Victorian Labor backbencher Mark Gepp has written to his caucus colleagues demanding answers about the lockdown of high-rise towers in Flemington and North Melbourne, saying he had found the police presence outside the towers "difficult to watch".
It comes as authorities closely monitor the rising number of cases in public housing towers across Melbourne, with 242 cases now identified across the towers locked down last week and 32 cases at towers in Carlton.
Public housing towers in Flemington and North Melbourne were locked down for five days. that have been locked down due to Coronavirus. Residents stuck in their flats.Credit:Justin McManus
As a young boy Mr Gepp lived with his family in a flat at 65 Holland Court, a mid-rise apartment block next door to one of the towers subjected to hard lockdown last week.
More than 3000 people in nine towers across Flemington and North Melbourne were locked in their homes without warning on the afternoon of July 4 as authorities moved to contain the spread of the deadly virus within vulnerable communities.
At the time, there were 23 identified cases across the nine towers.
Housing Minister Richard Wynne is monitoring the 32 cases identified across various sites in Carlton, but has been told there is currently no evidence to suggest the Carlton outbreak carries the same risks as the Flemington and North Melbourne estates.
Over the weekend, the state government set up pop-up sites for voluntary testing at public housing estates across the city.
Mr Wynne said "hundreds" of public housing residents had voluntarily been tested at pop-up sites.
As a young boy, state Labor MP Mark Gepp lived in a mid-rise tower in Flemington, next door to the towers subjected to hard lockdown last week.Credit:Mark Gepp
In an email sent to every upper and lower house Labor MP on Friday, Mr Gepp said he had watched the footage of police and flashing lights outside his former home and imagined himself as a child being "bewildered" and "scared".
"We all know that decisions to detain citizens in their homes without warning by a government is as serious as it gets," he wrote.
"Is this the new COVID-19 model, are we stationing armed law enforcement outside the homes of those with, or suspected of having, the virus?
"What did/does the public health plan look like for the public housing estates and when did we land on it? Do we have similar plans for other forms of public housing?
"How was it that we kept a mother and her newborn apart," he asked in his letter, in an apparent reference to a woman who was unable to provide expressed breast milk for her premature baby in hospital during the lockdown. "What was the process and who made the decision to detain people in their homes with armed law enforcement?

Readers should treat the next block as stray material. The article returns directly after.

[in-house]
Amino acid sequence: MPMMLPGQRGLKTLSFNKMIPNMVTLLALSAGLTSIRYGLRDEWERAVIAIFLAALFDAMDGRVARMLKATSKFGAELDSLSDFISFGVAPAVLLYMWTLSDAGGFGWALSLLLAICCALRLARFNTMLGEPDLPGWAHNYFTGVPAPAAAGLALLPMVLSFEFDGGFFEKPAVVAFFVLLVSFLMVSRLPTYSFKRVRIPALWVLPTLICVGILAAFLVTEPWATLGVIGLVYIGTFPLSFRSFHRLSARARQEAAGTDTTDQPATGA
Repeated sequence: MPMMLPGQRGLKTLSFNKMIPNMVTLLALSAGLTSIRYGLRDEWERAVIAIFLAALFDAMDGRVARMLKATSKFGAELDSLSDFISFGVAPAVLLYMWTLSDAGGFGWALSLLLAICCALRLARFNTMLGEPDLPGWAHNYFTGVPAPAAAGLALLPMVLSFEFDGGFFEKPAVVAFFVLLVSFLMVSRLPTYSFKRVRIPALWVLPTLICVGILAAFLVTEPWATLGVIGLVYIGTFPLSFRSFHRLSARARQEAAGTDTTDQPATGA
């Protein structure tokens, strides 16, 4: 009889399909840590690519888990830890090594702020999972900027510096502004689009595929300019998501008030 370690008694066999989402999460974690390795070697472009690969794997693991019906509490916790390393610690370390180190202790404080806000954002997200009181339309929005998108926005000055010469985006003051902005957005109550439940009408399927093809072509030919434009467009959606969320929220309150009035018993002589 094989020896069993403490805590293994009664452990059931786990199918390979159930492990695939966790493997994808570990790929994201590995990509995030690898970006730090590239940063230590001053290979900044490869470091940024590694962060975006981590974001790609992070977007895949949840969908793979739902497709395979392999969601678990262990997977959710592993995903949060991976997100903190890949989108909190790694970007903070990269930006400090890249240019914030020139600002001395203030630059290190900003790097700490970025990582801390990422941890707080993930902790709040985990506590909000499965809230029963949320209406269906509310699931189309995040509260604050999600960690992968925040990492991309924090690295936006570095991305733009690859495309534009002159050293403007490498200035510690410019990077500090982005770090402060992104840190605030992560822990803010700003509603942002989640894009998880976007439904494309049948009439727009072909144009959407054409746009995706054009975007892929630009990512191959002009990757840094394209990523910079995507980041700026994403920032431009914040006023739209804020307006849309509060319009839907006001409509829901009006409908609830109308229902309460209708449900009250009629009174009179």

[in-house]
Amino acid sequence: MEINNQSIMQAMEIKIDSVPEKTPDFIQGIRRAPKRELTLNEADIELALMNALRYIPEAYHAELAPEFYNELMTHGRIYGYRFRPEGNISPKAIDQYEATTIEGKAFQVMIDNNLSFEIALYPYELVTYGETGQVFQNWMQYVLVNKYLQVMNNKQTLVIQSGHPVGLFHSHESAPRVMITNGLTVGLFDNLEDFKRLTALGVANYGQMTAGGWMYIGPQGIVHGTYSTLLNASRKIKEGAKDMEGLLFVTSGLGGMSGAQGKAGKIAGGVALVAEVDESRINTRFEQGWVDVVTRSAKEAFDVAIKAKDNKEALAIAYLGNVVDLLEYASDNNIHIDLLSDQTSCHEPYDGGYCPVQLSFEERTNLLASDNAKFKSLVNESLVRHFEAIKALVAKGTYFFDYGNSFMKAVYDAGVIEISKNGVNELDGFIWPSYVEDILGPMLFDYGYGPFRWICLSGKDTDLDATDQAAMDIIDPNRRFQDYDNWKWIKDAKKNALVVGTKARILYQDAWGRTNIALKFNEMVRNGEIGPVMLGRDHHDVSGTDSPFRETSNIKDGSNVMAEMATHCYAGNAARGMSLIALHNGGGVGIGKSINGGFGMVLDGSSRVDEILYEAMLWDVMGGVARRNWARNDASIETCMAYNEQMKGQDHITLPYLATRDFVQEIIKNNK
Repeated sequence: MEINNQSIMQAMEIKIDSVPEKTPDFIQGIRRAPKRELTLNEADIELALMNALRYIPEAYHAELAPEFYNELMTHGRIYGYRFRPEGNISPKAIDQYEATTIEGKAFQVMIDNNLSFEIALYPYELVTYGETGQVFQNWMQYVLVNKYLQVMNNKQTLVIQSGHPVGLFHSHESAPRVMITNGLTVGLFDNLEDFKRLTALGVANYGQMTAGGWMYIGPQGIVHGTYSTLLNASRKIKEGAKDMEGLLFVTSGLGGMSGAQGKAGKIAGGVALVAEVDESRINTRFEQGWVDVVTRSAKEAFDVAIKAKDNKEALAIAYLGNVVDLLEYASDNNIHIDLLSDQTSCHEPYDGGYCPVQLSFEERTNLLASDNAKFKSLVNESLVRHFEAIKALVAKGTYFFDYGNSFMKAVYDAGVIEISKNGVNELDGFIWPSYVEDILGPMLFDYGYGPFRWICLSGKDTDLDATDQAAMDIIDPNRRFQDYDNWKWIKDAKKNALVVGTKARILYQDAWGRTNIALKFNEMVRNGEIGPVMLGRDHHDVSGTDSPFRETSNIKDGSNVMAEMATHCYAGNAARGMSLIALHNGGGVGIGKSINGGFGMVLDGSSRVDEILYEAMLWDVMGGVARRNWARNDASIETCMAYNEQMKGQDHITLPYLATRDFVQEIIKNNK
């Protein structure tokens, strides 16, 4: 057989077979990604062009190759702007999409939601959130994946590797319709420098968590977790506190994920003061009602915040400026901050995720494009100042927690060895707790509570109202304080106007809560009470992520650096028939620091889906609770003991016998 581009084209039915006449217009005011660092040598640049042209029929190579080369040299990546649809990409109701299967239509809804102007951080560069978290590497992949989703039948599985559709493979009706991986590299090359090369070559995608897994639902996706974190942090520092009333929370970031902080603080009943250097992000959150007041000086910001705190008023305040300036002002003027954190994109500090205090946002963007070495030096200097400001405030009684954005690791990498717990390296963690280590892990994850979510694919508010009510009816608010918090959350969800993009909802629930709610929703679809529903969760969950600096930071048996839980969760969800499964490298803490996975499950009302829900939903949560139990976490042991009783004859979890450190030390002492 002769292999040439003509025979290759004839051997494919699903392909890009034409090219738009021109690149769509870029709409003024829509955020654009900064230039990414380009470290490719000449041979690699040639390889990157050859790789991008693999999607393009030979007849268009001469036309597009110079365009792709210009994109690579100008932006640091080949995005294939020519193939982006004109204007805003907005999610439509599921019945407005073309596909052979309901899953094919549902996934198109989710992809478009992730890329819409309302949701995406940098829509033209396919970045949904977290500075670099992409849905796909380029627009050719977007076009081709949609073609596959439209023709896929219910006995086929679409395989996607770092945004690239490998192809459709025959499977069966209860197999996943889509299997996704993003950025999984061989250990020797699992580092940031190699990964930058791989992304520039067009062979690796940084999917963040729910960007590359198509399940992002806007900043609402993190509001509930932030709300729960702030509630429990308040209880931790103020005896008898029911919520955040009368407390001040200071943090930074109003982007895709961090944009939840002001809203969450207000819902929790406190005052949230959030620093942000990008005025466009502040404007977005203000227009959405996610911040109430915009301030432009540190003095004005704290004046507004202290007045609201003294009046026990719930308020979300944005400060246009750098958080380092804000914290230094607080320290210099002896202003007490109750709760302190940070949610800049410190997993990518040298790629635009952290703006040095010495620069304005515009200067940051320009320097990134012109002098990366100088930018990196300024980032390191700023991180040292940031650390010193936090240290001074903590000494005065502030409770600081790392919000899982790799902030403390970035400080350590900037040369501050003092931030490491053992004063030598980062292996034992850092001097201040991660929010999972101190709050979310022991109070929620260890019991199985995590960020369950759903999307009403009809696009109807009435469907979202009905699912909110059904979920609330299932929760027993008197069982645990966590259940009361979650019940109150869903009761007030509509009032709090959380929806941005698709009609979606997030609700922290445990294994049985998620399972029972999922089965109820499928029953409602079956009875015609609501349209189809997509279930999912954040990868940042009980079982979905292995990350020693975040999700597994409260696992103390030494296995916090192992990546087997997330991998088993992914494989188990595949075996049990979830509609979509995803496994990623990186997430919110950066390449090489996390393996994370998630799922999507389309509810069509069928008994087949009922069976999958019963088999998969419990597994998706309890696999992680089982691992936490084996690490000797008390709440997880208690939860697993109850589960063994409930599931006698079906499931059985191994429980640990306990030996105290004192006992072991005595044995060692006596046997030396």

"Why is everyone else given 48 hours notice of a lockdown but the people of the public housing estates were not?"
Mr Wynne said the health and safety of public housing tenants had always been the government's main priority.
"We’ve followed the advice of the health experts throughout this pandemic and this decision was no different – it was incredibly hard to have to take the course of action we did, but the alternative of seeing the virus spread further and endanger the lives of so many, was simply not acceptable."
Mr Gepp's intervention comes after his federal Labor colleagues, former leader Bill Shorten and Wills MP Peter Khalil, last week raised similar concerns about the lockdowns.
Mr Khalil, who grew up in social housing in the 1970s, said it was "upsetting" and "concerning" that some of the most socio-economically disadvantaged and vulnerable people in Melbourne had faced harsher restrictions than all other residents.
State Labor MP Mark Gepp
"People living in these nine towers are now subject to another layer of disadvantage based on their residence being high-density housing," he said on Tuesday.
"This lockdown also raises the question about what, if anything, are state and local governments doing to prevent a similar situation across other Victorian public housing estates?"
Mr Gepp said had never forgotten where he came from, and the sight of the lockdowns had "taken [him] back there with a stark clarity".
"I understand that some of these questions inevitably will be uncomfortable, but they must be asked and answered nonetheless," he said.
"Personally, I need to ask these questions because at some point I want to go back in my mind and sit with myself as a little boy and have the answers.
"I think every child in the public housing estates today who has just endured and is still enduring lockdown also needs to know."
Bianca Hall is City Editor for The Age. She has previously worked as a senior reporter, and in the Canberra federal politics bureau.